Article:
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TDoV 2024: Read Pieces by 3 IGLYO Trans Member Organisations

March 31, 2024

Happy Trans Day of Visibility 2024!

This year to celebrate #TransDayOfVisibility we asked three of our Member Organisations led by trans folk to write about something which they were passionate about, and which they wanted to bring visibility to.

We are hugely grateful to our members TransAkcija in Slovenia, Trans*parent and Queer & Trans Youth CZ in Czechia, and Transfeminiinit ry in Finland, who submitted an art piece, an article, and a letter respectively to share in celebration of #TDoV2024.

Trans voices continue to be underrepresented and at times ignored, even as attacks on the community rise. This #TDoV we urge you to be an ally, hear trans voices and educate yourself on the lives and experiences of our trans siblings.

Trans people have always been here and their contributions to our movement and communities are numerous and significant. Now is the time to stand with them and hear them.

Discover the three pieces below!

“on visibility”

An art piece with words by neo and visuals by Nuka Horvat from TransAkcija

subject, refractured; and its reflection, a bit too two-dimensional:

when something is visible, it is not necessarily visible from every angle in the same way, nor is it necessarily visible from all angles at all. it is not guaranteed that what is visible is also observed or even observable, and something being observed does not guarantee that something is also understood.

when something is visible, it is visible for some reason and in some way. it becomes visible at a certain time, within a certain context; and something visible always was, at least in principle, first "something" before it became visible.

for something to be "something", one can quickly argue about the wheres, whens, to whoms, hows, and whys concerning the "something". there can be plenty of whats, whys, and hows when something is acknowledged as something; even more so when something is "something" in a way that is outside, beyond, or different than. (cannot have visibility without being seen, watched, glanced at.)

just as "something" is never merely something, gender is never merely gender. how it is done, displayed, and lived, has its own how, why, and where; and these are often dependent on who is watching.

so it would be challenging to pinpoint precisely why visibility this time, to what, whom; when gender itself is being observed.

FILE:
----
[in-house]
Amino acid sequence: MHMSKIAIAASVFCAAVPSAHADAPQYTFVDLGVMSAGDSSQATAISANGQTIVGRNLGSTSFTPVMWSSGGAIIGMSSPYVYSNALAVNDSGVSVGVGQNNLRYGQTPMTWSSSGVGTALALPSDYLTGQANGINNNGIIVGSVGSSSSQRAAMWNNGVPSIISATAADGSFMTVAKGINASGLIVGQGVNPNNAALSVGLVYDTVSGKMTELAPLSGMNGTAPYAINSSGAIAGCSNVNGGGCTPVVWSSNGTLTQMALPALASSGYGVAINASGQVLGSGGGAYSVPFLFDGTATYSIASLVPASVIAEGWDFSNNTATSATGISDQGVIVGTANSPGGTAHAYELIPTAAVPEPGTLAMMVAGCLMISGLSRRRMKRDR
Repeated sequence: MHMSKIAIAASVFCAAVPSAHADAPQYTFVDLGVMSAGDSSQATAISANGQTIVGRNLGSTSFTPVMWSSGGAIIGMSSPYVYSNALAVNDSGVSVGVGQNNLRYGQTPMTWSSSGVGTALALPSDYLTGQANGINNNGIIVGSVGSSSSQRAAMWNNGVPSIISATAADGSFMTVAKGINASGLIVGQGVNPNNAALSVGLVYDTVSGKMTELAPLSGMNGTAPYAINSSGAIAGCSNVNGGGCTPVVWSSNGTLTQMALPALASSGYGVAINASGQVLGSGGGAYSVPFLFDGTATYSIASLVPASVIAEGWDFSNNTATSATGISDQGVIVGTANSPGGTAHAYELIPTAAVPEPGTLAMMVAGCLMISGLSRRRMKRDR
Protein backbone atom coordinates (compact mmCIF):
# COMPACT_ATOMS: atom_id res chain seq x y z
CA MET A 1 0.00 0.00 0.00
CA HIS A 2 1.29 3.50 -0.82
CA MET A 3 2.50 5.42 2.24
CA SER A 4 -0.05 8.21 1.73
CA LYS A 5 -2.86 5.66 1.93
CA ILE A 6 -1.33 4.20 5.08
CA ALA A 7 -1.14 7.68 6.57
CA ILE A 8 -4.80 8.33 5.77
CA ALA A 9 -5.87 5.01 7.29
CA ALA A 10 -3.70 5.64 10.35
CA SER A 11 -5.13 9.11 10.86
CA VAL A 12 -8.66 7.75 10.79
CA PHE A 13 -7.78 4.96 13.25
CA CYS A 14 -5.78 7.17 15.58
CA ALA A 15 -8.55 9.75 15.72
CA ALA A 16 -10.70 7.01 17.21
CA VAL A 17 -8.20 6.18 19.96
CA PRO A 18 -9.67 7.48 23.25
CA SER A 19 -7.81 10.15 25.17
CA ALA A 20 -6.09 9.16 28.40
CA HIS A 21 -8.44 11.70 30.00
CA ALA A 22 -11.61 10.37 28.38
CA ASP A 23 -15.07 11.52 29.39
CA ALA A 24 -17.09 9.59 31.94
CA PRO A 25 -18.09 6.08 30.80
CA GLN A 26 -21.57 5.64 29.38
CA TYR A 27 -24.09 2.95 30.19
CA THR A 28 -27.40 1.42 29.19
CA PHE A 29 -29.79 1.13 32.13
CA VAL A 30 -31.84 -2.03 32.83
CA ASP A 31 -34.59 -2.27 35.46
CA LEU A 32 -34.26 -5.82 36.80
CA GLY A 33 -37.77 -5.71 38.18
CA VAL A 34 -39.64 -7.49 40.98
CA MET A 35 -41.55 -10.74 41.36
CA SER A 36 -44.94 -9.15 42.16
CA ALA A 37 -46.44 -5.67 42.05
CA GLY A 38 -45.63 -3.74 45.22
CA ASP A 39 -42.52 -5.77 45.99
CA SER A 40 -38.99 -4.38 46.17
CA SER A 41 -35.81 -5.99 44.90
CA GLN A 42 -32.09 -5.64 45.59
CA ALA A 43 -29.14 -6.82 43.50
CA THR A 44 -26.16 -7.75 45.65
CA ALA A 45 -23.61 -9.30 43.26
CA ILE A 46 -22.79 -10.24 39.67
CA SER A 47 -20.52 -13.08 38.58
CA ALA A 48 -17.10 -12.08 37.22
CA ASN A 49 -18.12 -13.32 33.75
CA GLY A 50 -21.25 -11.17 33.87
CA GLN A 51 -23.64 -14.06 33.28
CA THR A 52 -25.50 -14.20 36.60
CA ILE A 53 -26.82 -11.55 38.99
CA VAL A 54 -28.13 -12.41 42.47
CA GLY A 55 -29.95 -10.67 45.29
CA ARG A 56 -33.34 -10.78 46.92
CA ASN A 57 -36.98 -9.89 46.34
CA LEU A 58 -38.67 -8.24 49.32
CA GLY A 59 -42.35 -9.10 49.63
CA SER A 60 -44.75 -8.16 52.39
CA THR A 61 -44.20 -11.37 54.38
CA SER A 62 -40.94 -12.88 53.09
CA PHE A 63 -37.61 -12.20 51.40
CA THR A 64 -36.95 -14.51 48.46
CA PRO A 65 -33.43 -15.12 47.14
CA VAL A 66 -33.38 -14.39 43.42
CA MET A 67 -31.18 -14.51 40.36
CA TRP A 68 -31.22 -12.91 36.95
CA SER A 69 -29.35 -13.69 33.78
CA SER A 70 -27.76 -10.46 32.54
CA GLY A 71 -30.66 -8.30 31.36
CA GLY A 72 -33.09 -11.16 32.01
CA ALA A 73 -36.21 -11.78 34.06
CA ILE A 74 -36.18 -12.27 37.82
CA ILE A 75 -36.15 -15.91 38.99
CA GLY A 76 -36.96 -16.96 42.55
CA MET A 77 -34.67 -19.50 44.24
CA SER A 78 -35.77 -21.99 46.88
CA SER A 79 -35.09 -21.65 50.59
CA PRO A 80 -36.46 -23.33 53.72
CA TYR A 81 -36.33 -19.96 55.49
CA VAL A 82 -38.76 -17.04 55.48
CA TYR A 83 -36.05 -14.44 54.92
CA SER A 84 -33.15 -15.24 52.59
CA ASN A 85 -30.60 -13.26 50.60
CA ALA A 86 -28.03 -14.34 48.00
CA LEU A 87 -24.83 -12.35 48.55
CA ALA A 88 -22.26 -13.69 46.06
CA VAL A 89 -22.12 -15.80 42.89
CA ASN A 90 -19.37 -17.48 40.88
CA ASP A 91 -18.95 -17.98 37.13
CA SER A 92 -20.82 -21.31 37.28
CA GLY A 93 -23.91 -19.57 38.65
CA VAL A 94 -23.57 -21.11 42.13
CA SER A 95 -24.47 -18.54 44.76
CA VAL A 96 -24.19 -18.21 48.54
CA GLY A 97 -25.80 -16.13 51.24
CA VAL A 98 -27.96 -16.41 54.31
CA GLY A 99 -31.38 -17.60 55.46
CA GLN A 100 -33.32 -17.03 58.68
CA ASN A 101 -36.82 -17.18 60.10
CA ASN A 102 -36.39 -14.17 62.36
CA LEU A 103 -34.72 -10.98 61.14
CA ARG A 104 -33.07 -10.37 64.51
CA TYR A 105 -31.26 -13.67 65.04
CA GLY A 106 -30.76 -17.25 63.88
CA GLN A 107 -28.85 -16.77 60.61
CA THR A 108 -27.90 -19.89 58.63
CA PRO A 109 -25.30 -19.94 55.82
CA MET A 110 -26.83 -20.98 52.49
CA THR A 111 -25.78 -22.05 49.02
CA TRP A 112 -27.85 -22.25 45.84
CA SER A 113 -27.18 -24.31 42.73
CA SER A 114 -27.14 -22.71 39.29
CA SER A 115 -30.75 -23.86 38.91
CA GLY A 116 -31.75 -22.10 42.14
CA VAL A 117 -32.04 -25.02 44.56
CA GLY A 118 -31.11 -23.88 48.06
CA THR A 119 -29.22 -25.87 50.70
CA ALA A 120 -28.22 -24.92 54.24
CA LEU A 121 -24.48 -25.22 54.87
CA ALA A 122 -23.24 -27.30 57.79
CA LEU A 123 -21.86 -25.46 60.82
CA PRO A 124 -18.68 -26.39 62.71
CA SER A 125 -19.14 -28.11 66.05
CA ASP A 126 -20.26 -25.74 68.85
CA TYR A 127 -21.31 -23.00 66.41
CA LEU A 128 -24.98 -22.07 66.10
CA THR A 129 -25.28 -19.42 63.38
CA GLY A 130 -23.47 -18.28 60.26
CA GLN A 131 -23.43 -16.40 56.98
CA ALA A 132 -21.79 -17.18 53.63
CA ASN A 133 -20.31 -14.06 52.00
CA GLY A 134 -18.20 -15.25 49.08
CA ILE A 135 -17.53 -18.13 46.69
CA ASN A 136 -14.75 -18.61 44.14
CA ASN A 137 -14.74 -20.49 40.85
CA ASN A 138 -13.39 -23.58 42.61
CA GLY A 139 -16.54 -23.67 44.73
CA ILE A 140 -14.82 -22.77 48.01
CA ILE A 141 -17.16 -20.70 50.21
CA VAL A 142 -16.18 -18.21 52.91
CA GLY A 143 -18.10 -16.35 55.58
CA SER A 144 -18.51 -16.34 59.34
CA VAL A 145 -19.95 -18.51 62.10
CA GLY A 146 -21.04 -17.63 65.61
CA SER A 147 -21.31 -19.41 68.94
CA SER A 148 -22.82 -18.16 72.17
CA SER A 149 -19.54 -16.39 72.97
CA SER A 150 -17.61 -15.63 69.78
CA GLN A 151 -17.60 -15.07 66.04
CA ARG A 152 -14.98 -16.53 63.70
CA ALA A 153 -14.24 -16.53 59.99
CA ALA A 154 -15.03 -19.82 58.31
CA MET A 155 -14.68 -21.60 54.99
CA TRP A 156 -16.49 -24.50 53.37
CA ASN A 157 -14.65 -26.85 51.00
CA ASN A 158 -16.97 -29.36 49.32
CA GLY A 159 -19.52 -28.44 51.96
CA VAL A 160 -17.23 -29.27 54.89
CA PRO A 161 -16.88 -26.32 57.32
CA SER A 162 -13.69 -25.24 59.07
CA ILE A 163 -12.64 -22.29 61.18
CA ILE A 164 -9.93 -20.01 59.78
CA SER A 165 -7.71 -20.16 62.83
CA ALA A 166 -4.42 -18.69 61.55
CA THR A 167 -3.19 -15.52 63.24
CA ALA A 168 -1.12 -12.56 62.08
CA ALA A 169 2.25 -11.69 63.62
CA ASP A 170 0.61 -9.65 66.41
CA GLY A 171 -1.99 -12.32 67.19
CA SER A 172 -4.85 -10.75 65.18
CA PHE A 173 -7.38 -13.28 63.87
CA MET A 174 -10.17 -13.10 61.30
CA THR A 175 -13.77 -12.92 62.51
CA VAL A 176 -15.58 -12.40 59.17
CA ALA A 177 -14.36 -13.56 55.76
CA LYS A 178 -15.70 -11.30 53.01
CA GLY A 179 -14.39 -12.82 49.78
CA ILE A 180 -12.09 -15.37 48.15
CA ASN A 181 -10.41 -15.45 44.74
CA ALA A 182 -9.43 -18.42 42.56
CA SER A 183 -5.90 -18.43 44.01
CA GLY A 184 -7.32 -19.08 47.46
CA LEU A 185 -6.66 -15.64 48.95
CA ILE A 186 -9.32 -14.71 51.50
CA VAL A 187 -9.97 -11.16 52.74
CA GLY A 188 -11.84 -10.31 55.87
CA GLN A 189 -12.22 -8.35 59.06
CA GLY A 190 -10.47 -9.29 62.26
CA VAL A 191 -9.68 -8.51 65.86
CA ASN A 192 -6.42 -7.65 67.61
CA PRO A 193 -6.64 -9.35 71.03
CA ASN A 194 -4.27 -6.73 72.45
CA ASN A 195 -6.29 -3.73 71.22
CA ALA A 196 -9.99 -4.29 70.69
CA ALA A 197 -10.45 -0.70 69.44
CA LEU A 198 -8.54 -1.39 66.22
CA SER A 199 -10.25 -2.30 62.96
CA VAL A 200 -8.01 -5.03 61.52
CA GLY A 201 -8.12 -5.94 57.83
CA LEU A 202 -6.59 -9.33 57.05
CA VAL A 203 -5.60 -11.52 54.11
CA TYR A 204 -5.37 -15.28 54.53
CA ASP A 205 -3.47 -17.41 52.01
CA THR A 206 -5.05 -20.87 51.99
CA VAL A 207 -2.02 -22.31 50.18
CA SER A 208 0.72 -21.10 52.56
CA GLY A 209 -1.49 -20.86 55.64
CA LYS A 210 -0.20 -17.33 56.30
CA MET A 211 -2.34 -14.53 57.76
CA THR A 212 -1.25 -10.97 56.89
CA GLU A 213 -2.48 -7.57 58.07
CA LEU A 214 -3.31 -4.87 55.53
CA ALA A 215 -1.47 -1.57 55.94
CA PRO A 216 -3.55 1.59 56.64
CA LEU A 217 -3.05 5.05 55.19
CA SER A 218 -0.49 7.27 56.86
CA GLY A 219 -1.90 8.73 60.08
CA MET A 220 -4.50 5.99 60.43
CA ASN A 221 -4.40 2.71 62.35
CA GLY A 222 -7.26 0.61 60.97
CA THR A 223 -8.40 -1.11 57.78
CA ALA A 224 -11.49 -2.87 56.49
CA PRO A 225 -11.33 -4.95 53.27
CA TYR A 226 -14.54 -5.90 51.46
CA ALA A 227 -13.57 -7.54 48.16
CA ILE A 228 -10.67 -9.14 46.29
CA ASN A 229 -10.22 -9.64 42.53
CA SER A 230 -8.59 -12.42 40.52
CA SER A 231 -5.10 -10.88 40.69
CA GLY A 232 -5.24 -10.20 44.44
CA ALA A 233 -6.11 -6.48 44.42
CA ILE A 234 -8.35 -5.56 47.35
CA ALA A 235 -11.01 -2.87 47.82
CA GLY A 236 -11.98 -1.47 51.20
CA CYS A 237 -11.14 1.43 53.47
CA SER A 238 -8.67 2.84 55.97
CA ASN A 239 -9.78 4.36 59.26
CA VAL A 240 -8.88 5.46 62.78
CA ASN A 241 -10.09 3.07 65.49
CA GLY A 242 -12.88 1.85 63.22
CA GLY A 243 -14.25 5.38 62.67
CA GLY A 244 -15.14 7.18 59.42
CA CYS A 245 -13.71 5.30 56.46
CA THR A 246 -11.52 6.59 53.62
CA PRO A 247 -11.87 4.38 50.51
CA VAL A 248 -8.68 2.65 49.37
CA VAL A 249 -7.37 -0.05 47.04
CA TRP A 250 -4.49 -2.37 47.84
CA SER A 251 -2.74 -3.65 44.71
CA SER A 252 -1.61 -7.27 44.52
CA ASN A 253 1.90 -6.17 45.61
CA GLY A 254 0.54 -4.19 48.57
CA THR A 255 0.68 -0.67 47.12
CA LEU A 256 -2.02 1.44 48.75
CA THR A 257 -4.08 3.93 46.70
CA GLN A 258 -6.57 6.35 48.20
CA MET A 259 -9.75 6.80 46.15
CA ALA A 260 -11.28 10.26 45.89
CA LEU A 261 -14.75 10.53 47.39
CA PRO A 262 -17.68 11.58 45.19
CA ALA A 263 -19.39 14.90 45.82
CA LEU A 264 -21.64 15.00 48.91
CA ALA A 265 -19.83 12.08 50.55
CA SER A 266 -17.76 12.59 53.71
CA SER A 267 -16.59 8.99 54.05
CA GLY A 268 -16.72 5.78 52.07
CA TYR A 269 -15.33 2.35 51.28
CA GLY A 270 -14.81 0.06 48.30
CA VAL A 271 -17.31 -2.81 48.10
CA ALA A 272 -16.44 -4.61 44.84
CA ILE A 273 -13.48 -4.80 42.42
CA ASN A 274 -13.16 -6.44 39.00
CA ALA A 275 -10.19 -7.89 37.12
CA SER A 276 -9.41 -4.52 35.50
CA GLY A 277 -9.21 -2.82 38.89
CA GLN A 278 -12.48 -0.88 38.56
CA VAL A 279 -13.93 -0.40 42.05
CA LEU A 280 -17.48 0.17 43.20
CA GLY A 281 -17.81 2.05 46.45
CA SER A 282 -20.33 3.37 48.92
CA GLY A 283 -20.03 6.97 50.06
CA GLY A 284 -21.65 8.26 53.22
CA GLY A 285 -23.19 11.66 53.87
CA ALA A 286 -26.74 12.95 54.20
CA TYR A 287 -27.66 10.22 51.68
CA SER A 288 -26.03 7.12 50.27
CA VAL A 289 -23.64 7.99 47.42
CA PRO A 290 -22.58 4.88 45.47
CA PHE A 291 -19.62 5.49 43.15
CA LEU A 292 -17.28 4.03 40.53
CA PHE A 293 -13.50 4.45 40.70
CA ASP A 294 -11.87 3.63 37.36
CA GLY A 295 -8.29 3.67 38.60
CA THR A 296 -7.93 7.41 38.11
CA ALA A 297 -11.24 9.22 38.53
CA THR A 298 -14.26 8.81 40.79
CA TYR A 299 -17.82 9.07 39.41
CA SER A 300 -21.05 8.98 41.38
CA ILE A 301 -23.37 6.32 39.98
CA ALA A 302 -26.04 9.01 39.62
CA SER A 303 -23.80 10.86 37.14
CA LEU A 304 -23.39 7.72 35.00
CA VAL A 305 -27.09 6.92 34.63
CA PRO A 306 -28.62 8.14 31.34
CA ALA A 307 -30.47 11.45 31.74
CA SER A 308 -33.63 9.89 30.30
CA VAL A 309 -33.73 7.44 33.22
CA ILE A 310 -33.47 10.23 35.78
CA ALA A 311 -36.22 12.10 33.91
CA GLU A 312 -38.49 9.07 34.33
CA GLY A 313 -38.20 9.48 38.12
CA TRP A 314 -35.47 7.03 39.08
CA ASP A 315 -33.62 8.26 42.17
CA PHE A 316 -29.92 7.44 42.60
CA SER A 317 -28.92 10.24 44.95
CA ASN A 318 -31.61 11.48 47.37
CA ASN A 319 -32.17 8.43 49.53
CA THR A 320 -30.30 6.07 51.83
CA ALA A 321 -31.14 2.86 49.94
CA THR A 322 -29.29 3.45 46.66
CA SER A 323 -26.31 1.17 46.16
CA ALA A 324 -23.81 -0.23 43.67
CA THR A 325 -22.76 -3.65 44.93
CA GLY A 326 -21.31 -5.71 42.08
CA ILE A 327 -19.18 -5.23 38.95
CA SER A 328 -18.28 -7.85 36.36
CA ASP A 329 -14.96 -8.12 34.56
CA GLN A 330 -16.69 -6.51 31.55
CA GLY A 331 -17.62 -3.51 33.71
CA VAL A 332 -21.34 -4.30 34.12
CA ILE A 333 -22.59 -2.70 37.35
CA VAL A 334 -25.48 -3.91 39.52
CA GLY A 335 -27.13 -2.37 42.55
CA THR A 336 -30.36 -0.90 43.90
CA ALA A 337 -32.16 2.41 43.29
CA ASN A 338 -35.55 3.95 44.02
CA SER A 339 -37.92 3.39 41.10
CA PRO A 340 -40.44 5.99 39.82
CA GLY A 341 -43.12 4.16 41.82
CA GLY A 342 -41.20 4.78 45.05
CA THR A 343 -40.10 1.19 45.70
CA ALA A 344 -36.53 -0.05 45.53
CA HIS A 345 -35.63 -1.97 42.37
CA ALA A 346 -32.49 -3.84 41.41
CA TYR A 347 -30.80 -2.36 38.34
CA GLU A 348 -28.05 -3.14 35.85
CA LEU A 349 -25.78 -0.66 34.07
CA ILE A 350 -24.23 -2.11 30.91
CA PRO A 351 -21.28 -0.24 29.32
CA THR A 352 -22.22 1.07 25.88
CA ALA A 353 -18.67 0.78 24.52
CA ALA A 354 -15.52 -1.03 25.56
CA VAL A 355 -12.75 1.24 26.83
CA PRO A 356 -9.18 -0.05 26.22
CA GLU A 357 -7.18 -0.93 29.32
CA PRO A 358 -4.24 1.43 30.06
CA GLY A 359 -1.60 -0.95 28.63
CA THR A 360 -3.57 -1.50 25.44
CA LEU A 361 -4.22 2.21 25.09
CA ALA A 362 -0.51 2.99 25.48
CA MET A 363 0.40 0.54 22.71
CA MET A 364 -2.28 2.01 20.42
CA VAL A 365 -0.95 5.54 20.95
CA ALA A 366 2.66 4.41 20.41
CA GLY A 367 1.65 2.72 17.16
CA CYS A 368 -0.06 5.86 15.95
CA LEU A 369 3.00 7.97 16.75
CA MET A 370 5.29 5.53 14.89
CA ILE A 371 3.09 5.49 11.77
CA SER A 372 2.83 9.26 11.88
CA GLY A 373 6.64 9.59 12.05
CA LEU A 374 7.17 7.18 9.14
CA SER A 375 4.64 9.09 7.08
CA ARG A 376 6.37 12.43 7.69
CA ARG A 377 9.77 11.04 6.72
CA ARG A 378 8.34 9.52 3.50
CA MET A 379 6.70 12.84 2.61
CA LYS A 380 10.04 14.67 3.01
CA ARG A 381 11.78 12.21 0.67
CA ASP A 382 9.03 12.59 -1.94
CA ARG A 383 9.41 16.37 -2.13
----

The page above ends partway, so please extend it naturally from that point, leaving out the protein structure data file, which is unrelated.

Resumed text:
(i understand how i am perceived when i am gender first. how i “am” then, inevitably, always in relation to how i “may be”. context-invaded.)


so, then; perhaps, visibility to gender as such —

gender, the heavy grey cloud sitting over the sunday lunch table, dripping in soup, seasoned with tradition and responsibility;

gender, the goblin slime monster crawling out from roadside drains and creeping at the bottom of public swimming pools; waiting in line at the post office or selling lettuce at the market on weekends, alien, alienating;

gender, the radioactive spider-mist lurking behind the doors of the clinic, dusting in the medical records or at the sign-up, sign-out, sign-anything, with a taste of power relation asymmetry and agency deprivation;

to gender, the joy-sparkling glimmer swirling in sweat of the flirty queer bodies, in a trance between "the free" and "the close";

gender, the gentle sleep-chuckling doorkeeper, napping between the lines of countless community self-expressions;

gender, an intimate inner interlocutor who listens and responds when it is recognised, unconstrained, included;

gender, a softness that purrs in spaces guided by acceptance;

gender, a force that buzzes and shines and chases its breath as i share myself, as i kiss, as i am close to;

to gender as also this cool thing;

to gender that is always somehow present, among us, never passive,

never merely waiting — expecting —;

never docile or without an agenda;

to gender that we glance at; sometimes to signal that we are seeing, watching, observing, considering;

to gender that we knead, dissect, tear apart, love, hate, reject, celebrate,

to gender that we are doing, undoing, for which we are never passive;

never merely waiting — anticipating —;

never docile or without an agenda

(not to destroy gender, but to watch it evolve).

“Calling on the Czech Republic Prime Minister to End the Forced Sterilization of Trans People”

An article by Trans*Parent and Queer & Trans Youth CZ

More than a dozen NGOs and thousands of citizens in our initiative "Signature against castration" called on the Czech Government to abolish the inhumane condition of forced-sterilization, which the Czech Republic has long required to legally recognise trans people’s genders, which violates its international obligations. The government is facing several lawsuits over this and the cabinet is facing several official reprimands from the UN, the EU and the Council of Europe. 

More than ten months ago, the Ministry of Justice publicly promised to address the position of trans people and to abolish the forced-sterilization condition to access legal gender recognition. Although the law has been written and was supposed to be submitted for inter-ministerial comment, nothing has happened since. 

The Czech Republic thus remains one of the last countries in Europe to require this inhumane condition to access legal gender recognition . 

"It's time to act!" said more than a dozen organisations, including LGBTQ+ rights organisations such as Prague Pride and Trans*parent, as well as Amnesty International, in a letter to the Prime Minister against castration.